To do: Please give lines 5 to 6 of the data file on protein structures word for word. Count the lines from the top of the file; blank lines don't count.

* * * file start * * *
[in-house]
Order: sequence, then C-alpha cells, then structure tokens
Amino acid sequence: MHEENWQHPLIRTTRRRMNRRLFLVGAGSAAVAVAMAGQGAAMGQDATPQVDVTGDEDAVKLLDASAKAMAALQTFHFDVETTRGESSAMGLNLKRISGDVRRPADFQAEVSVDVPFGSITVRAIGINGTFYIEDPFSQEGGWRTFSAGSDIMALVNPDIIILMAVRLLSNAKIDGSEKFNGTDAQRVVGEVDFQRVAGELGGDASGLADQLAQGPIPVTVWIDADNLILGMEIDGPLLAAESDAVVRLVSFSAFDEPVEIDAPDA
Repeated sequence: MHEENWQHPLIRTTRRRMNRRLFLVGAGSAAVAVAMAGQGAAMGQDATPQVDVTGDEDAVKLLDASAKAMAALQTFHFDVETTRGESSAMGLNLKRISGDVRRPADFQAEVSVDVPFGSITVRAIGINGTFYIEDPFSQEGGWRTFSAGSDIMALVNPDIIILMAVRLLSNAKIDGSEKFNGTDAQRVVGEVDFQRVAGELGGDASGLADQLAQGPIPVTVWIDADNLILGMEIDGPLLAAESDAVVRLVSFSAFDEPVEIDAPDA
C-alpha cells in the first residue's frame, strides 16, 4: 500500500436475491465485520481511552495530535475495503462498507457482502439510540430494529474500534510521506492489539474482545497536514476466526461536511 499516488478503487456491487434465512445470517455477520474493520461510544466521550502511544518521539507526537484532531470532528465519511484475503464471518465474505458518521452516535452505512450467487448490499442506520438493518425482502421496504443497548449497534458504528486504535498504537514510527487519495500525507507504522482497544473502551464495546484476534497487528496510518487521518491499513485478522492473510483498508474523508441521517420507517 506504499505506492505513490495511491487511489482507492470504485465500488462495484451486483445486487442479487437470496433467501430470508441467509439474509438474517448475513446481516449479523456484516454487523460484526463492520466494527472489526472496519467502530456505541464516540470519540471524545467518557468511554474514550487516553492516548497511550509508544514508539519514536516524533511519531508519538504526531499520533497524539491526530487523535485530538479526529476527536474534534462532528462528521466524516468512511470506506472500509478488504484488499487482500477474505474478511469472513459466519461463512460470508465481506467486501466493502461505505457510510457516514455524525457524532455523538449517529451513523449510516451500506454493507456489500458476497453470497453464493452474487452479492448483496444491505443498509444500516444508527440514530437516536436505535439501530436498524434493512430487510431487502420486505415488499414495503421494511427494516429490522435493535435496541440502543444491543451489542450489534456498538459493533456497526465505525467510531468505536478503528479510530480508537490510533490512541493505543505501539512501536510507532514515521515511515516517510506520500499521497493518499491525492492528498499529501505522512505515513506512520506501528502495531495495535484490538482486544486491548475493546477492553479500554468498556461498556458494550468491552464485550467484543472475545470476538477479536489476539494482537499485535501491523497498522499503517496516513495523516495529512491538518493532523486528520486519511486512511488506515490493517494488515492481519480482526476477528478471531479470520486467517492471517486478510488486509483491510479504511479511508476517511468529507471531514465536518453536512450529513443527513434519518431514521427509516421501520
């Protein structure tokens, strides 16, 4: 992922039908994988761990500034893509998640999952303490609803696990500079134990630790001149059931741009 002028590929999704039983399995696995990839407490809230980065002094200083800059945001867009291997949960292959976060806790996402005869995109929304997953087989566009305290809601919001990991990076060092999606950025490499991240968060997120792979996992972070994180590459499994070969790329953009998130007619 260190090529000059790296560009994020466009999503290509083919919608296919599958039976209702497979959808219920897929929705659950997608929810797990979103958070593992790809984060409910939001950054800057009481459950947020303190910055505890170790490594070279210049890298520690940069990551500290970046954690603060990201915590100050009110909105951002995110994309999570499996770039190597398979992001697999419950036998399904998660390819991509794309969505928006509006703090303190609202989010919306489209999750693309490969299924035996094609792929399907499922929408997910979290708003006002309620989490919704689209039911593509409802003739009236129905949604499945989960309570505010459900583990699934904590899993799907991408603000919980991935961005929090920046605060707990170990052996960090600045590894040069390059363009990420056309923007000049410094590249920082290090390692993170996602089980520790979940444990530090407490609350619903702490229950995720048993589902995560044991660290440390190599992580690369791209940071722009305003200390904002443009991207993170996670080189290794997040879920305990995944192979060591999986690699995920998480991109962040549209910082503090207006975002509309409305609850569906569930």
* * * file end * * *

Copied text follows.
C-alpha cells in the first residue's frame, strides 16, 4: 500500500436475491465485520481511552495530535475495503462498507457482502439510540430494529474500534510521506492489539474482545497536514476466526461536511 499516488478503487456491487434465512445470517455477520474493520461510544466521550502511544518521539507526537484532531470532528465519511484475503464471518465474505458518521452516535452505512450467487448490499442506520438493518425482502421496504443497548449497534458504528486504535498504537514510527487519495500525507507504522482497544473502551464495546484476534497487528496510518487521518491499513485478522492473510483498508474523508441521517420507517 506504499505506492505513490495511491487511489482507492470504485465500488462495484451486483445486487442479487437470496433467501430470508441467509439474509438474517448475513446481516449479523456484516454487523460484526463492520466494527472489526472496519467502530456505541464516540470519540471524545467518557468511554474514550487516553492516548497511550509508544514508539519514536516524533511519531508519538504526531499520533497524539491526530487523535485530538479526529476527536474534534462532528462528521466524516468512511470506506472500509478488504484488499487482500477474505474478511469472513459466519461463512460470508465481506467486501466493502461505505457510510457516514455524525457524532455523538449517529451513523449510516451500506454493507456489500458476497453470497453464493452474487452479492448483496444491505443498509444500516444508527440514530437516536436505535439501530436498524434493512430487510431487502420486505415488499414495503421494511427494516429490522435493535435496541440502543444491543451489542450489534456498538459493533456497526465505525467510531468505536478503528479510530480508537490510533490512541493505543505501539512501536510507532514515521515511515516517510506520500499521497493518499491525492492528498499529501505522512505515513506512520506501528502495531495495535484490538482486544486491548475493546477492553479500554468498556461498556458494550468491552464485550467484543472475545470476538477479536489476539494482537499485535501491523497498522499503517496516513495523516495529512491538518493532523486528520486519511486512511488506515490493517494488515492481519480482526476477528478471531479470520486467517492471517486478510488486509483491510479504511479511508476517511468529507471531514465536518453536512450529513443527513434519518431514521427509516421501520
């Protein structure tokens, strides 16, 4: 992922039908994988761990500034893509998640999952303490609803696990500079134990630790001149059931741009 002028590929999704039983399995696995990839407490809230980065002094200083800059945001867009291997949960292959976060806790996402005869995109929304997953087989566009305290809601919001990991990076060092999606950025490499991240968060997120792979996992972070994180590459499994070969790329953009998130007619 260190090529000059790296560009994020466009999503290509083919919608296919599958039976209702497979959808219920897929929705659950997608929810797990979103958070593992790809984060409910939001950054800057009481459950947020303190910055505890170790490594070279210049890298520690940069990551500290970046954690603060990201915590100050009110909105951002995110994309999570499996770039190597398979992001697999419950036998399904998660390819991509794309969505928006509006703090303190609202989010919306489209999750693309490969299924035996094609792929399907499922929408997910979290708003006002309620989490919704689209039911593509409802003739009236129905949604499945989960309570505010459900583990699934904590899993799907991408603000919980991935961005929090920046605060707990170990052996960090600045590894040069390059363009990420056309923007000049410094590249920082290090390692993170996602089980520790979940444990530090407490609350619903702490229950995720048993589902995560044991660290440390190599992580690369791209940071722009305003200390904002443009991207993170996670080189290794997040879920305990995944192979060591999986690699995920998480991109962040549209910082503090207006975002509309409305609850569906569930």